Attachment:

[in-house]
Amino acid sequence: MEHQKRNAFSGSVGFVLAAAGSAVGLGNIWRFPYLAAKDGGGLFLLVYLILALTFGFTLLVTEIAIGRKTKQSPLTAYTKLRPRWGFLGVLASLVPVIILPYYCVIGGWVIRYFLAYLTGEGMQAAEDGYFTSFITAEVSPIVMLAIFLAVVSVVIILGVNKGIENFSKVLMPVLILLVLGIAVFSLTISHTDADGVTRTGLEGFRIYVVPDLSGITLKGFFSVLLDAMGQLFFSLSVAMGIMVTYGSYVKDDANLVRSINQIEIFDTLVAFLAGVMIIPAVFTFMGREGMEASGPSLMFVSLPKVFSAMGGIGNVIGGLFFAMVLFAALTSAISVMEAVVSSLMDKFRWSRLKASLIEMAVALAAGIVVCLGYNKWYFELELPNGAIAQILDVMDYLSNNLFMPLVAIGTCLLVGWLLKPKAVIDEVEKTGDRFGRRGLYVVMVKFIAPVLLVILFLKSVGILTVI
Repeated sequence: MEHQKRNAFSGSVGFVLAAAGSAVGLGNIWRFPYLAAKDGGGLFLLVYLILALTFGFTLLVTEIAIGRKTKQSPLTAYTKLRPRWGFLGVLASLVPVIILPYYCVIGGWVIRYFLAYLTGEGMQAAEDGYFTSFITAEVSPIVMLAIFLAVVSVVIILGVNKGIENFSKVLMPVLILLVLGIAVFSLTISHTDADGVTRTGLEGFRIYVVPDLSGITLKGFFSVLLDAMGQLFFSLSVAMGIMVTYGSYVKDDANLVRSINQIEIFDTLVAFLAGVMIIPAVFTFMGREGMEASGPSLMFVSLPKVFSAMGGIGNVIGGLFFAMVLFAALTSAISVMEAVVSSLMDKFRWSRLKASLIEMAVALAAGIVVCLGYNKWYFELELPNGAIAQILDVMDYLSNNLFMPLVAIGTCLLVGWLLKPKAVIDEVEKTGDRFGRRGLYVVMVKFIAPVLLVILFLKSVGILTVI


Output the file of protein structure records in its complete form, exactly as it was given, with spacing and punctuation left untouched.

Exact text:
[in-house]
Amino acid sequence: MEHQKRNAFSGSVGFVLAAAGSAVGLGNIWRFPYLAAKDGGGLFLLVYLILALTFGFTLLVTEIAIGRKTKQSPLTAYTKLRPRWGFLGVLASLVPVIILPYYCVIGGWVIRYFLAYLTGEGMQAAEDGYFTSFITAEVSPIVMLAIFLAVVSVVIILGVNKGIENFSKVLMPVLILLVLGIAVFSLTISHTDADGVTRTGLEGFRIYVVPDLSGITLKGFFSVLLDAMGQLFFSLSVAMGIMVTYGSYVKDDANLVRSINQIEIFDTLVAFLAGVMIIPAVFTFMGREGMEASGPSLMFVSLPKVFSAMGGIGNVIGGLFFAMVLFAALTSAISVMEAVVSSLMDKFRWSRLKASLIEMAVALAAGIVVCLGYNKWYFELELPNGAIAQILDVMDYLSNNLFMPLVAIGTCLLVGWLLKPKAVIDEVEKTGDRFGRRGLYVVMVKFIAPVLLVILFLKSVGILTVI
Repeated sequence: MEHQKRNAFSGSVGFVLAAAGSAVGLGNIWRFPYLAAKDGGGLFLLVYLILALTFGFTLLVTEIAIGRKTKQSPLTAYTKLRPRWGFLGVLASLVPVIILPYYCVIGGWVIRYFLAYLTGEGMQAAEDGYFTSFITAEVSPIVMLAIFLAVVSVVIILGVNKGIENFSKVLMPVLILLVLGIAVFSLTISHTDADGVTRTGLEGFRIYVVPDLSGITLKGFFSVLLDAMGQLFFSLSVAMGIMVTYGSYVKDDANLVRSINQIEIFDTLVAFLAGVMIIPAVFTFMGREGMEASGPSLMFVSLPKVFSAMGGIGNVIGGLFFAMVLFAALTSAISVMEAVVSSLMDKFRWSRLKASLIEMAVALAAGIVVCLGYNKWYFELELPNGAIAQILDVMDYLSNNLFMPLVAIGTCLLVGWLLKPKAVIDEVEKTGDRFGRRGLYVVMVKFIAPVLLVILFLKSVGILTVI